RecPro sells a private label version of this sealant.

3) LaSalle Bristol XTRM Universal Sealant

  • Company: LaSalle Bristol, owned by Patrick Industries
  • Used Where: Roof
  • Best For: PVC roofs
  • Product Data Sheet

If your camper has a PVC roofing membrane, such as a Highland Ridge travel trailer, you should consider using XTRM Universal Sealant!

Many campers with PVC membranes use the XTRM system, originally developed by Engineer Polymer Technologies (EPT) and distributed exclusively through LaSalle Bristol.

Benefits of a PVC membrane include:

  • No chalking
  • No routine treatments required
  • Abrasion resistance
  • Tear strength

LaSalle Bristol sells a sealant specifically for the XTRM called XTRM Universal Sealant, and that’s the recommended product for their PVC roofing system.

12-24 hours is recommended before exposing the sealant to any rain.

Problems Known?

I like this sealant a lot! I’ve never run into any compatibility or cracking issues. It’s not quite as nice as SikaFlex 715, but it’s affordable, easy to find, and easy to apply.

Most manufacturers, like XTRM/EPI, recommend using “their” brand of sealant for “their” roofing membrane. Hopefully, that recommendation is based on laboratory testing and not marketing-ese!

4) Dicor 501

  • Company: Dicor, owned by Airxcel
  • Used Where: Roof
  • Best For: If you already use 501 on your roof.
  • Product Data Sheet

Dicor 501 is the Big Daddy of self-leveling RV roof sealants! You’ll find this 10.3-oz cartridge carried in just about every RV supply store.

It’s compatible with roof membranes like EPDM, TPO, and PVC. It’s also compatible with fiberglass, aluminum, and galvanized metal. Oh, and wood. Which basically means there’s nothing on your roof it isn’t compatible with.*

*However … some manufacturers state that Dicor 501 doesn’t adhere well to their PVC or TPO roofing membranes, or that 501 causes bubbling of TPO due to off-gassing while curing. See other recommendations on this list.

Dicor 501 has the consistency of a melted marshmallow. You apply it using a standard squeeze caulk gun. It can create watertight seals around air vents, vent pipes, roof edges, and screw heads. Once you squeeze it out as a 3/8″ bead, it slumps into a softer shape, but never puddles.

You’ll commonly see 501 used around roof fan flanges and vent pipe penetrations. Quite frankly, it looks kind of ugly (especially after six months of road dust and bird poop), but it does the job.

It’s a fan favorite for a few reasons.

  • It lasts a good long while. Unlike a cap sealant, which is supposed to be replaced annually, Dicor self-leveling roof sealant can be left alone for years. You’ll know it needs to be replaced when it begins lifting or cracking.
  • It skins fast. A skin begins forming in as little as 5 minutes, and the seal is rain-ready in 4 hours.

BONUS: Dicor 501 is a HAPS Free sealant, meaning it does not release any hazardous air polluting substances.

Problems known?

Over time and with UV exposure, Dicor 501 is known to crack and need resealing (that’s typical for many self-leveling sealants). While you can apply new 501 over old, if you need to remove all the old 501, you’ll be on your hands and knees for hours! Scraping 501 sealant is like scraping bubble gum. It’s miserable.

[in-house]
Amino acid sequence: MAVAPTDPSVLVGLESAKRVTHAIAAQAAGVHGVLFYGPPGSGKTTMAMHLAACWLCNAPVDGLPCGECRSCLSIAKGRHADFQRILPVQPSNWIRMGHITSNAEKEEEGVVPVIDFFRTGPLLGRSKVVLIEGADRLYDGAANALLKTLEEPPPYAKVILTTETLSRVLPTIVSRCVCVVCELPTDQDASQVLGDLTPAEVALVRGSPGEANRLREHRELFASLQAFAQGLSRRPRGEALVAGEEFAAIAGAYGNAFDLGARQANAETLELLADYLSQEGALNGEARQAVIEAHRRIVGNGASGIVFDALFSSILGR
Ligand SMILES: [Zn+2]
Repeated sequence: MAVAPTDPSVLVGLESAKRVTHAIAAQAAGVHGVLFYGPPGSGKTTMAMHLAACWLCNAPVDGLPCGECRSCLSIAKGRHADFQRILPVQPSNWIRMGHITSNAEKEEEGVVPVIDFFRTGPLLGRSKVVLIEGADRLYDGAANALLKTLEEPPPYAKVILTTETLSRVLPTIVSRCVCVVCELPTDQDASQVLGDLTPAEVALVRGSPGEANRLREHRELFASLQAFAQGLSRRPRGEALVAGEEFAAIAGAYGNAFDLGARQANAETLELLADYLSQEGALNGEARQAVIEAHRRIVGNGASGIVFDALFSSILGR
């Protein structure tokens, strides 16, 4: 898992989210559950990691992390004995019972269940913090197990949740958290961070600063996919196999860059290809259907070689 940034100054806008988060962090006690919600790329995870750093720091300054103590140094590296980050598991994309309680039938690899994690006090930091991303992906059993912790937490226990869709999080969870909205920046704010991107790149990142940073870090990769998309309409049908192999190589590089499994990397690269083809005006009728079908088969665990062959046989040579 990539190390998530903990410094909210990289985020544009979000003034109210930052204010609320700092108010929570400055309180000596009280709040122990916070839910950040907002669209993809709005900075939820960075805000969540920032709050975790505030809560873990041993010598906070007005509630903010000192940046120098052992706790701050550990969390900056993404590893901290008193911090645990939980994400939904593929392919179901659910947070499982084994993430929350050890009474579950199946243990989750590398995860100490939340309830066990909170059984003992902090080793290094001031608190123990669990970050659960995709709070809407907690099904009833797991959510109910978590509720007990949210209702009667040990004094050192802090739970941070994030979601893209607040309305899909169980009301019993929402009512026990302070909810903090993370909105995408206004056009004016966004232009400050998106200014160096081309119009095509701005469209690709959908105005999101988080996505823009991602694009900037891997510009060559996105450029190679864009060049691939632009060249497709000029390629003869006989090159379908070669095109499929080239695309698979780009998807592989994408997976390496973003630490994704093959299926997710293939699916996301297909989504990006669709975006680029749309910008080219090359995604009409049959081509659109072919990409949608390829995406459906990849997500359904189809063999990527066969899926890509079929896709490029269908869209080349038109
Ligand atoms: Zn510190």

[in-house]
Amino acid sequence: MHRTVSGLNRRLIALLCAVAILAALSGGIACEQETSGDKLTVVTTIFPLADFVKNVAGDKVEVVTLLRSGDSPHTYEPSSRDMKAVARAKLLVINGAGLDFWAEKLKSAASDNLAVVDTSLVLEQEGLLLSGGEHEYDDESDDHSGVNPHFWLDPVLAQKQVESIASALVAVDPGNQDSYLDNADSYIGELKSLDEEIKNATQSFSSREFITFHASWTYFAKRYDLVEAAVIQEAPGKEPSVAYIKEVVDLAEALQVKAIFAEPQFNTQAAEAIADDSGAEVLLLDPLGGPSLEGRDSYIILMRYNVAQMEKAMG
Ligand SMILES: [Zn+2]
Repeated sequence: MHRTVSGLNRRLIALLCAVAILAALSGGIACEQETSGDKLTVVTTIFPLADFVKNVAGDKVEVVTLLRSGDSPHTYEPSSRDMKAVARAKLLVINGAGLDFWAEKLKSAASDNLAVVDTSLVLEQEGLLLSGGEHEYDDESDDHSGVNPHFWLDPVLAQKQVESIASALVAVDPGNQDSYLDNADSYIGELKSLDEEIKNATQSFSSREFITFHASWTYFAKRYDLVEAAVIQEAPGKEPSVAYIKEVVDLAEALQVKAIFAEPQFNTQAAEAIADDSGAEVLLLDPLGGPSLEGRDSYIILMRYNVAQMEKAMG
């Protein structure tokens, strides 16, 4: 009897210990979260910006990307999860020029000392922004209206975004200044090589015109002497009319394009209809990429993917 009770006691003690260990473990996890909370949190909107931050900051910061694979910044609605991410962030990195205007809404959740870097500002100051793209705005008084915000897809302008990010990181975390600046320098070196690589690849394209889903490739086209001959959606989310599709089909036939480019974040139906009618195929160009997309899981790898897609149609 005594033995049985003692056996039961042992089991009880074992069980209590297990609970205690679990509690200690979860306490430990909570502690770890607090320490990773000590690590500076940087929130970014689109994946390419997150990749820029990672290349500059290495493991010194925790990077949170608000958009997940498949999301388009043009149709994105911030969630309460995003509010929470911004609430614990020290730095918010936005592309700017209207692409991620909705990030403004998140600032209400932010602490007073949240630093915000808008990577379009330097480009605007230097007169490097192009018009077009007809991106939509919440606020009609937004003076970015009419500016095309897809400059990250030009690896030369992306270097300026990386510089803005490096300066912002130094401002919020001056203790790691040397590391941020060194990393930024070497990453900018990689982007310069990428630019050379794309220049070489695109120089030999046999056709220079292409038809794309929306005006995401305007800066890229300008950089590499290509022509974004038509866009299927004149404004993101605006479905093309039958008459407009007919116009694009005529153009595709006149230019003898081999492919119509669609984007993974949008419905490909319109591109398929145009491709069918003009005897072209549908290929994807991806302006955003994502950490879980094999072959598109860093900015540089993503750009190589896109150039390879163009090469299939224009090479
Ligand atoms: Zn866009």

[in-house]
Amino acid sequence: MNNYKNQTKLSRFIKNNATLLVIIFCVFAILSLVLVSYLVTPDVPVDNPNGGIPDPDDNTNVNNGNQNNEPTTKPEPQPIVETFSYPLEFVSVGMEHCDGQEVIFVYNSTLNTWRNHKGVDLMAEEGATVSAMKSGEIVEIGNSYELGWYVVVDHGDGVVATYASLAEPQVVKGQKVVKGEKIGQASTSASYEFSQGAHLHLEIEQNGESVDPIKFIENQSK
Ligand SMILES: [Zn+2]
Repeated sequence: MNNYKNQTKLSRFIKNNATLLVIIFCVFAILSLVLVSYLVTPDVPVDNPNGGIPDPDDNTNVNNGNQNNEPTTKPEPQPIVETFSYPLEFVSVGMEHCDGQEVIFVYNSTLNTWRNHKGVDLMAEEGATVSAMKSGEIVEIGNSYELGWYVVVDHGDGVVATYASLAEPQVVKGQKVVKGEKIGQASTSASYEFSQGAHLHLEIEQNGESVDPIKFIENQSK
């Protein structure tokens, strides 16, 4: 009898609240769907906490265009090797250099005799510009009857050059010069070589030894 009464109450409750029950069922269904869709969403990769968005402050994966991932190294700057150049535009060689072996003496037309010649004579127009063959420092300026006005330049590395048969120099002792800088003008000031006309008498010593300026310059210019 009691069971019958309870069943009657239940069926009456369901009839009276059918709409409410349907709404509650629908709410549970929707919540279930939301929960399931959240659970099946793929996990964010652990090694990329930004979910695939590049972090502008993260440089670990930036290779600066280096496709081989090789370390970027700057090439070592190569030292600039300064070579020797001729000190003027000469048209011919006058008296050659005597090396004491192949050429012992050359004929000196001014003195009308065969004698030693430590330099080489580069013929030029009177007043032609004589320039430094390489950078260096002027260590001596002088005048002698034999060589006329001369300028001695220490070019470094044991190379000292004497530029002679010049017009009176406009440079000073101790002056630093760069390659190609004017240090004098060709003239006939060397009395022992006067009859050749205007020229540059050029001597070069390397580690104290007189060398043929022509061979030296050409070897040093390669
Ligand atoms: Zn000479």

Also, don’t breathe this stuff in. Or set it on fire. Most self-leveling sealants are full of solvents (that’s why they ooze), and most of those solvents are flammable and toxic when inhaled.


If you like Dicor 501 but wish you could get it as a regular non-sag sealant, then check out Dicor 651 Non-Leveling Ultra Sealant. However, you will need to use a primer on TPO, EPDM, and polypropylene (like smooth plastic roof fan flanges).

Alternatives for Self-Leveling RV Roof Sealants

  • Heng’s NuFlex 311: A flowable, one-part, neutral-cure, elastomeric silicone sealant. Known to be fairly runny. Skins over in 60-90 minutes; allow at least 2 hours before exposure to light rain. Recommended by some manufacturers, like Winnebago, for fiberglass roofs, but also compatible with EPDM and TPO.
  • Alpha Systems 5121: If you’re in need of a semi-adhesive self-leveling sealant, check out this sealant. It’s finicky to install – 12 hours to develop a skin, minimum temperature 40 degrees – but it’ll stick like pine sap once cured. It’s 100% solids, so it doesn’t shrink or crack.
  • Sashco Through the Roof!: If you’re in need of an emergency repair – even if its wet or snowing outside! – you might consider Sashco Through the Roof!, a spreadable elastomeric sealant. It’s quite runny, so you brush it on with a foam paintbrush. It’s rain-ready immediately after application, and it’s also crystal clear. Geocel ProFlex Brushable is a similar product, but NEITHER ONE can be used on EPDM or other rubber roofing membranes!

Best of RV Non-Sag Sealants

Nerd Note: Non-sag caulks and sealants hold their shape when applied and tooled. They are usually applied using a caulk gun as a bead 1/4″ to 3/8″ in diameter.

What’s the difference between a caulk and sealant? Honestly, the two terms are often interchangeable. Caulk is a nautical term; sealant is a home construction term.

A caulk is fairly dry and rigid, designed to be used at a joint where there is minimal expansion and contraction. Caulks are sometimes used as fillers. Sealants, especially elastomerics, are highly flexible. Plus, sealants are expressly designed to waterproof; caulks may only be cosmetic.

1) Geocel ProFlex RV